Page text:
The Sault Ste. Marie Municipal Heritage Committee is comprised of members interested in heritage conservation with expertise in a number of related fields such as local history and architecture. The members are appointed by Council and recommend to Council significant properties of cultural heritage value or interest for designation under the Ontario Heritage Act.
It’s expected that council will approve the application on Monday.
The Municipal Heritage Committee received a designation application for 54 Summit Avenue. The SSMMHC passed the following resolution at their meeting on June 7, 2023;
Resolved that the Sault Ste. Marie Municipal Heritage Committee approve the draft designation report for 54 Summit Avenue and that the report be finalized; and further that a report be brought to City Council recommending that 54 Summit Ave. be designated under Part IV of the Ontario Heritage Act.
The Sault Ste. Marie Municipal Heritage Committee has examined the property known as “The Gables” at 54 Summit Avenue. The Gables, 54 Summit Avenue is one of several homes built in the Summit / Borron / Fauquier area by early Algoma Steel Executives.
The house was commissioned by E.W. Shell who was treasurer at Algoma Steel from 1916-1949. They named the house “the Gables” and the original name plaque still resides on the front of the house.
The home has been owned within the same family for 3 generations and has been preserved. The family would like to ensure that it is preserved for future generations. The family has noted that the 54 Summit Ave house has been cited in architecture textbooks as an example of the Tudor half-timbered style that was used by architects by the Arts and Crafts movement.
The house was built on a double corner lot in 1928-1929 when several other homes were being built in the Summit Avenue district by other Algoma Steel executives. The homeowners note that a garage was added to the property in the 1930s and appears to have been made to resemble the home’s style.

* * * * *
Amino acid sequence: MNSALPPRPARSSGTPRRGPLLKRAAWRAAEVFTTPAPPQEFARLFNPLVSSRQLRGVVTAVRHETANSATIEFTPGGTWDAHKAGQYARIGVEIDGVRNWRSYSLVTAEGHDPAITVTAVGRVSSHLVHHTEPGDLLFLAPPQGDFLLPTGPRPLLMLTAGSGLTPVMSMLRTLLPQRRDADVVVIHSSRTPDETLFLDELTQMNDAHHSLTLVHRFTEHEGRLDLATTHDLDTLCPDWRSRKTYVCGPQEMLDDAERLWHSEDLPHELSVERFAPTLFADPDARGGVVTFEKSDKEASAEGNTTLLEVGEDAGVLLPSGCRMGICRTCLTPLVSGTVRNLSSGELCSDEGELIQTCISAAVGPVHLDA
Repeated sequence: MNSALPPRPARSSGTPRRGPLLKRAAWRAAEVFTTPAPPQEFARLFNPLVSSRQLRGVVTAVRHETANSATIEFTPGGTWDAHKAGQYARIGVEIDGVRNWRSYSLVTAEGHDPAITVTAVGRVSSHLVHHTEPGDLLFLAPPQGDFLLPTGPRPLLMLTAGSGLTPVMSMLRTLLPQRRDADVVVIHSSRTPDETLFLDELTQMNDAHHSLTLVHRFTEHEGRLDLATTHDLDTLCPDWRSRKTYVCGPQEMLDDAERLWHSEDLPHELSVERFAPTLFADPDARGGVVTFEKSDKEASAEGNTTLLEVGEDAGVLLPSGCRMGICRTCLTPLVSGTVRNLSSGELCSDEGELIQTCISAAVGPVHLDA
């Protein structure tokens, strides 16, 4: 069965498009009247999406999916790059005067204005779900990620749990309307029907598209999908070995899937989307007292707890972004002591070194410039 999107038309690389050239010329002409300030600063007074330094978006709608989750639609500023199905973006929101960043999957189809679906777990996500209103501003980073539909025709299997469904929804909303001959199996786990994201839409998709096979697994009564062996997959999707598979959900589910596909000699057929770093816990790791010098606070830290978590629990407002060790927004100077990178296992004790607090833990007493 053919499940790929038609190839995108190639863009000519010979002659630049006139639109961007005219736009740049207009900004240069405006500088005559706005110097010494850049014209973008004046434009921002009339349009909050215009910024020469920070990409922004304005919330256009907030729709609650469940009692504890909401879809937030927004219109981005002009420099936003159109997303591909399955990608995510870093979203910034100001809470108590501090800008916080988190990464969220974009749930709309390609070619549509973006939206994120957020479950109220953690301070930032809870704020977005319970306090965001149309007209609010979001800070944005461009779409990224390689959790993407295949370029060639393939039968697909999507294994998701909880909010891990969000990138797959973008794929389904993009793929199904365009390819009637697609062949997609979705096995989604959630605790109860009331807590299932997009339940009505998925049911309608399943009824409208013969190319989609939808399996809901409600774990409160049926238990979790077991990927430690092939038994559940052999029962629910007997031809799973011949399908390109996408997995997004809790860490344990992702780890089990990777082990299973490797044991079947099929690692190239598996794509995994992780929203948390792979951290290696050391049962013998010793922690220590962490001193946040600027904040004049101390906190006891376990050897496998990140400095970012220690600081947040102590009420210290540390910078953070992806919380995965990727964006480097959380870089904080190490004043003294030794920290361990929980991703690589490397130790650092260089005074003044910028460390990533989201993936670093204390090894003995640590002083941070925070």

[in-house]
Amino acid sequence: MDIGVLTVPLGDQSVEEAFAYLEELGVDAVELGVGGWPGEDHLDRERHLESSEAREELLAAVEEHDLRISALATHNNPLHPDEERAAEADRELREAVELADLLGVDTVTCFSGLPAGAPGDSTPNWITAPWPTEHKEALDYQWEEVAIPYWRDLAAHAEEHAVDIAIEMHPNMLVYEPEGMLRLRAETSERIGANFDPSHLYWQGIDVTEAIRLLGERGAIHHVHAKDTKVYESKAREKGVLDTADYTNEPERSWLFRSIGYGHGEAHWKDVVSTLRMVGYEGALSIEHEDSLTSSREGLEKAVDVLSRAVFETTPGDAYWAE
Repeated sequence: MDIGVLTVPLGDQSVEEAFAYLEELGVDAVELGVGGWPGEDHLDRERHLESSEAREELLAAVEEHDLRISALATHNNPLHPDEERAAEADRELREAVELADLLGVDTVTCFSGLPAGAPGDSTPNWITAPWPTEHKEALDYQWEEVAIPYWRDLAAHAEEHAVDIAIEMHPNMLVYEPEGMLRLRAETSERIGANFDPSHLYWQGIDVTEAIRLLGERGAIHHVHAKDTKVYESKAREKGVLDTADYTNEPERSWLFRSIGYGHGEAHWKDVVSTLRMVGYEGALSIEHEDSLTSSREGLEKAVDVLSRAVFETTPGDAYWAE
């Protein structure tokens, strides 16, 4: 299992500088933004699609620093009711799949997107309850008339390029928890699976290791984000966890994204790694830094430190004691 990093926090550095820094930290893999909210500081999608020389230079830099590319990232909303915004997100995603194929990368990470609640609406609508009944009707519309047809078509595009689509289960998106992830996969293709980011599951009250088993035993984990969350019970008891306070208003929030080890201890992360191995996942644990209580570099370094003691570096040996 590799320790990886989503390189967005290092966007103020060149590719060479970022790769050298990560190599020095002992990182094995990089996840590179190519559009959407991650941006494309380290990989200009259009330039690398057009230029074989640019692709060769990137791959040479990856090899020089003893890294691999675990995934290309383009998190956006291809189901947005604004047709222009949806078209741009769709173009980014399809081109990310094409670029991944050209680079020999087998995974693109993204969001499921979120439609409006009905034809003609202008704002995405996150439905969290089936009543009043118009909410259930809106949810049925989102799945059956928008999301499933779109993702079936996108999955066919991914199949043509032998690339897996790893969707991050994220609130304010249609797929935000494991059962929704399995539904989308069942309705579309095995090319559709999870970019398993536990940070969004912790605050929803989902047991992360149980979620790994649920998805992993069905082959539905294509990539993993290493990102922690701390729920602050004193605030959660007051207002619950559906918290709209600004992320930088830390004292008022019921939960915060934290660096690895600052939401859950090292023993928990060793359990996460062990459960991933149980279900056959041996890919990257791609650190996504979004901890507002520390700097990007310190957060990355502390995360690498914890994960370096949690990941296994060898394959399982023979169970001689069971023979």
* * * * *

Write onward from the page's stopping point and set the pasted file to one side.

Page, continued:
Key Exterior Features of ‘The Gables’
- It is a unique example of Tudor half-timber design typical of the Arts & Crafts movement. With exceptional craftsmanship and enduring beauty, this meticulously maintained home is in its original state and contains construction techniques and attention to detail not seen in modern style
homes such as oak trim, storm windows, steep roof pitch, round-about in yard, etc.;
- The bricks used are “Canadian Bark” which were typical of the era; The foundation is pink/red Jacobsville sandstone that was dredged from the Sault canal. This sandstone was used in many buildings constructed in the early 1900s in this area;
- The original storm windows have been maintained and any repairs have been replaced with identical parts that were specially milled;
- The casement windows are original throughout the house. Key Interior Features of ‘The Gables’
- English red oak beams in the living room; old red oak architectural woodwork throughout the first storey with prominent wood grain finished in natural stain with orange shellac;
- French doors;
- Piano window & built-in shelves in the library;
- A sunroom (also called a Tuberculosis room) was a classic feature of the
Arts & Crafts movement;
- Built-in breakfast nook;
- Glass fronted cabinets;
- Casement and double-hung windows throughout;
- Baseboards and trim;
- Design and construction of the brick fireplace and fireplace mantel.